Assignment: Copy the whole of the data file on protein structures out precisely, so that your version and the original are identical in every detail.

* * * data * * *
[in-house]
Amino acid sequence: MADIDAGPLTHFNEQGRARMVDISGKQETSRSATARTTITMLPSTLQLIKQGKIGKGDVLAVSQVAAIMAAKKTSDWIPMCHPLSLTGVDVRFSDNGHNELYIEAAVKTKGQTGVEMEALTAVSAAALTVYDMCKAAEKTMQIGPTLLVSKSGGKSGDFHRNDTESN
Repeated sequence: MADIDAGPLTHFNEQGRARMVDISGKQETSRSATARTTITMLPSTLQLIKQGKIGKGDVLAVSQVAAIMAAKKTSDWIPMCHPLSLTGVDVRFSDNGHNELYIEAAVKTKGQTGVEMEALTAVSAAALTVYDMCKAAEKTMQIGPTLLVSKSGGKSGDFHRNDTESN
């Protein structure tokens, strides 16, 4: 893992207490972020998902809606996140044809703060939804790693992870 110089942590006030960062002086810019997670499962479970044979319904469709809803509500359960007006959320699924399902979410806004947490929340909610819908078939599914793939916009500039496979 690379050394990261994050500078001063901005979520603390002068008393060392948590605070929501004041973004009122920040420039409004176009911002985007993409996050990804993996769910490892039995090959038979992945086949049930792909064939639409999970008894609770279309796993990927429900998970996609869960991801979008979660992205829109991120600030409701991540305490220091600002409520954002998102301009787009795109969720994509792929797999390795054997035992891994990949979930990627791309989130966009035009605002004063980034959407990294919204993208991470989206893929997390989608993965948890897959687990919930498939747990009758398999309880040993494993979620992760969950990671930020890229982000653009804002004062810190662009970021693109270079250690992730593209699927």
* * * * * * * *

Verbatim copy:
[in-house]
Amino acid sequence: MADIDAGPLTHFNEQGRARMVDISGKQETSRSATARTTITMLPSTLQLIKQGKIGKGDVLAVSQVAAIMAAKKTSDWIPMCHPLSLTGVDVRFSDNGHNELYIEAAVKTKGQTGVEMEALTAVSAAALTVYDMCKAAEKTMQIGPTLLVSKSGGKSGDFHRNDTESN
Repeated sequence: MADIDAGPLTHFNEQGRARMVDISGKQETSRSATARTTITMLPSTLQLIKQGKIGKGDVLAVSQVAAIMAAKKTSDWIPMCHPLSLTGVDVRFSDNGHNELYIEAAVKTKGQTGVEMEALTAVSAAALTVYDMCKAAEKTMQIGPTLLVSKSGGKSGDFHRNDTESN
């Protein structure tokens, strides 16, 4: 893992207490972020998902809606996140044809703060939804790693992870 110089942590006030960062002086810019997670499962479970044979319904469709809803509500359960007006959320699924399902979410806004947490929340909610819908078939599914793939916009500039496979 690379050394990261994050500078001063901005979520603390002068008393060392948590605070929501004041973004009122920040420039409004176009911002985007993409996050990804993996769910490892039995090959038979992945086949049930792909064939639409999970008894609770279309796993990927429900998970996609869960991801979008979660992205829109991120600030409701991540305490220091600002409520954002998102301009787009795109969720994509792929797999390795054997035992891994990949979930990627791309989130966009035009605002004063980034959407990294919204993208991470989206893929997390989608993965948890897959687990919930498939747990009758398999309880040993494993979620992760969950990671930020890229982000653009804002004062810190662009970021693109270079250690992730593209699927």